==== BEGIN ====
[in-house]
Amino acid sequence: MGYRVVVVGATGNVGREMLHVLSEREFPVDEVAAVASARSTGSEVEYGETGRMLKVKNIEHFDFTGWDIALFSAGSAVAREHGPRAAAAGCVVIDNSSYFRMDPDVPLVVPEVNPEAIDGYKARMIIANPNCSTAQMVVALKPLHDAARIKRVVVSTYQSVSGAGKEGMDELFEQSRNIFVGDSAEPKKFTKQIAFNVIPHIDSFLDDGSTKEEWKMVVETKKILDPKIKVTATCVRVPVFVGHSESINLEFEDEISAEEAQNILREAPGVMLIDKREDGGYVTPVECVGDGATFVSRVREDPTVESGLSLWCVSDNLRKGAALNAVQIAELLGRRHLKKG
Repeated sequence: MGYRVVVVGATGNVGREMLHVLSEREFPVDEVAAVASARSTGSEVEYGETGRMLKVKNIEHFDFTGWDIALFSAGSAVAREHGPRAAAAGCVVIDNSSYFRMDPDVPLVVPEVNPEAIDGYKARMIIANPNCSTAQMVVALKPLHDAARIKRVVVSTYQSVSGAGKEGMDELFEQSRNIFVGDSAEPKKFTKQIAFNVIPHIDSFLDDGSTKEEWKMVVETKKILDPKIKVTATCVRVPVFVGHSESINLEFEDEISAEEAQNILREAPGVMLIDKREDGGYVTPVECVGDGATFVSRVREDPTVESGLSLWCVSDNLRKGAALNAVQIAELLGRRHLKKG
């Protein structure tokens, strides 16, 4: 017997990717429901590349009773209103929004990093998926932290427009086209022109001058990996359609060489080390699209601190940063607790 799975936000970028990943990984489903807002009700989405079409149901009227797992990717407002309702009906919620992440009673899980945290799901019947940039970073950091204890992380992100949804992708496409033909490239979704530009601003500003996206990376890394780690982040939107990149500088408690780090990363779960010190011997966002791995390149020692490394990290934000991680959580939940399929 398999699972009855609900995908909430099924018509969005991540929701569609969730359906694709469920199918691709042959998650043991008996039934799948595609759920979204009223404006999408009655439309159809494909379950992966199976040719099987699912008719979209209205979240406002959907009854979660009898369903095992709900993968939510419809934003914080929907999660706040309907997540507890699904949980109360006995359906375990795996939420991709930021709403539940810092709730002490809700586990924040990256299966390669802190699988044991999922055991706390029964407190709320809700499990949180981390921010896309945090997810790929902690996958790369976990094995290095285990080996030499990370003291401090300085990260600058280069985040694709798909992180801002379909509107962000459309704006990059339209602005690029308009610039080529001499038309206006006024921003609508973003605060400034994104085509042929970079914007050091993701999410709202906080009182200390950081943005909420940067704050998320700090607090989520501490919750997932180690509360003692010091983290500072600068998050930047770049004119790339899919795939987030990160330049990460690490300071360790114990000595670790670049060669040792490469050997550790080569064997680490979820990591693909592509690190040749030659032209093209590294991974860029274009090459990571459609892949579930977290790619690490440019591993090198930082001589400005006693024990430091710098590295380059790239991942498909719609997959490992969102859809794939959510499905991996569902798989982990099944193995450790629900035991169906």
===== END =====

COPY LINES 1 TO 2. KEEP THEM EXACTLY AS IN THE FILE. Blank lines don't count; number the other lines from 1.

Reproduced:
[in-house]
Amino acid sequence: MGYRVVVVGATGNVGREMLHVLSEREFPVDEVAAVASARSTGSEVEYGETGRMLKVKNIEHFDFTGWDIALFSAGSAVAREHGPRAAAAGCVVIDNSSYFRMDPDVPLVVPEVNPEAIDGYKARMIIANPNCSTAQMVVALKPLHDAARIKRVVVSTYQSVSGAGKEGMDELFEQSRNIFVGDSAEPKKFTKQIAFNVIPHIDSFLDDGSTKEEWKMVVETKKILDPKIKVTATCVRVPVFVGHSESINLEFEDEISAEEAQNILREAPGVMLIDKREDGGYVTPVECVGDGATFVSRVREDPTVESGLSLWCVSDNLRKGAALNAVQIAELLGRRHLKKG